Okay – must cheat immediately due to laziness and bookshelf being much too high to reach top shelf. This will also show you that there is absolutely no rhyme or reason to the way I throw books up, but the five books were right in a row on the first shelf I could reach without aide of stepladder. So here it is, no cheating to make it better since that would require more coffee:
“A bodyguard! I don’t need any damned bodyguard!” Where they most breed and haunt, I have observed the air is delicate. But she also felt wanted, and she liked it. And I will not fail. “Got to do one thing right for the old fellow, you know?”
1. Heaven, Texas – Susan Elizabeth Phillips
3. The Secret Life of Bryan – Lori Foster
4. Divine Secrets of the Ya-Ya Sisterhoos – Rebecca Wells
5. Rogue Warrior – Richard Marcinko
And now – the blog version, since you can never have too much procrastination:
1. Select five blog links from your links sidebar
2. Blog 1 – first sentence of the latest blog entry
3. Blog 2 – second to last sentence of the earliest blog entry on the front page
4. Blog 3 – last sentence of the first blog entry of the entire blog
5. Blog 4 – third sentence of the third blog entry on the front page
Then, click on the last link of the Blog Links sidebar at Blog 4. If there isn’t one, do this with Blog 3
5. Blog 5 – last sentence of the latest blog entry
6. Put all together to create a paragraph out of all that
7. Post it to your blog along with links to all blogs that you used here.
Emma and I are like-minded today (which no doubt scares the hell out of her.) Henceforth, it will be referred to as the R word (for those with sensitive constitutions.) Hint: I’m big on convenience, not so big on pride. I’m definitely having one, combined with a headache. I have NO IDEA why people immediately equate nice guys with wimps, because all the nice guys Iâ€™ve known are plenty assertive–theyâ€™re just not dickheads about having their way all the time, every time.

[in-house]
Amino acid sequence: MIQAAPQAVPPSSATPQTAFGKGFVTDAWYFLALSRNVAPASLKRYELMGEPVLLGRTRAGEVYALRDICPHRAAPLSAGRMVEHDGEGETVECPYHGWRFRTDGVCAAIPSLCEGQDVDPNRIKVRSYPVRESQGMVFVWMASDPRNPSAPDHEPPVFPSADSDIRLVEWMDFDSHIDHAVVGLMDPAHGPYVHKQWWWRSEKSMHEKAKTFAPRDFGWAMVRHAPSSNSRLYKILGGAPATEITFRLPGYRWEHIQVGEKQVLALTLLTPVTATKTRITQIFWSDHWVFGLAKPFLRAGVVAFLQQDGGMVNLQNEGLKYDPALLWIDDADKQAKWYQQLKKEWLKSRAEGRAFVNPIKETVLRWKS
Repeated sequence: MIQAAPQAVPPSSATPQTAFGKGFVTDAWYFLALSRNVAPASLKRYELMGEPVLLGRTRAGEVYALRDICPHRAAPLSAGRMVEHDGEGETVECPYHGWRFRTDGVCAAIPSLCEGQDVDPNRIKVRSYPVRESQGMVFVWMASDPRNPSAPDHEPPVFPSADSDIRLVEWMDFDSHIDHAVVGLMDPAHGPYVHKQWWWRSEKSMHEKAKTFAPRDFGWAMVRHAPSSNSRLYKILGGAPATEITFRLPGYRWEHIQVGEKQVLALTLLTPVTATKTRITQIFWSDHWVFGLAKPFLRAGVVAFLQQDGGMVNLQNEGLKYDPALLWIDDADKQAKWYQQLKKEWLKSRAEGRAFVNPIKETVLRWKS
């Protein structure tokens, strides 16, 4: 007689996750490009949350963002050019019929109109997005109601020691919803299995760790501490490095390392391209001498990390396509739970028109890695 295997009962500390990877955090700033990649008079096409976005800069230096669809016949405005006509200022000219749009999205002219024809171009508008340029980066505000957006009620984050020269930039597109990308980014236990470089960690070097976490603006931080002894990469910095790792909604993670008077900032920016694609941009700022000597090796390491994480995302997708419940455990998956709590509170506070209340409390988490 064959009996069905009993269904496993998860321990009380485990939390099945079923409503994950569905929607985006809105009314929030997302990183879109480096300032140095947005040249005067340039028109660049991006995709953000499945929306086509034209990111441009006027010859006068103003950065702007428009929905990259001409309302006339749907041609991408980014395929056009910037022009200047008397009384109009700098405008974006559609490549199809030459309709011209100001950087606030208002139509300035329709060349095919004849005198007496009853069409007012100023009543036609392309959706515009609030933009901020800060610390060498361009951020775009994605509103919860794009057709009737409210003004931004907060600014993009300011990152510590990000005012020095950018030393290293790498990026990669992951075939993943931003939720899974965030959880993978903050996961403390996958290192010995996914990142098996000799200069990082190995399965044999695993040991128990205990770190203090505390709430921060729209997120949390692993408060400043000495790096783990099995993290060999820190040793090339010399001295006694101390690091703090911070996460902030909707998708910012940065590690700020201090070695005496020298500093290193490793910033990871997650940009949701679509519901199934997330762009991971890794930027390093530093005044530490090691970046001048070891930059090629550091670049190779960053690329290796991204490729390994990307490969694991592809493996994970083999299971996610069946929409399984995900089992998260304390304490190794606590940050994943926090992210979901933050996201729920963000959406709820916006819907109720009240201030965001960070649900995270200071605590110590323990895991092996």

1. Larissa Ione
2. Sharon Long
3. Amy K. from Writeminded
4. Joely Sue Burkhart
5. Candy from Smart Bitches
Need. More. Coffee.
I don’t like them. Clarification: I don’t like reviewing books myself. I can’t always explain rationally why I like one book and not another. It’s those cases that make me certainly understand and even sympathize with an editor or agent who sends a rejection that says simply, this is not for me.
Book reviews to me seem like book reports and I never liked doing book reports, didn’t much like dissecting literature, because it took some of the magic away for me. If I loved a book, delving deeply into its themes took away some of the beauty and power of the work — I wanted to just love it, to let it resonate inside of me, to let it become a part of me. If I didn’t like it, I didn’t want to dwell on what the author did wrong, because, quite simply, it might not have been anything. It just, for whatever reason, didn’t touch me. That doesn’t mean it didn’t touch anyone else, or that it was poorly written or executed. Might have been, but that’s not my concern. In my own writing, it obviously is, but that’s whole other matter.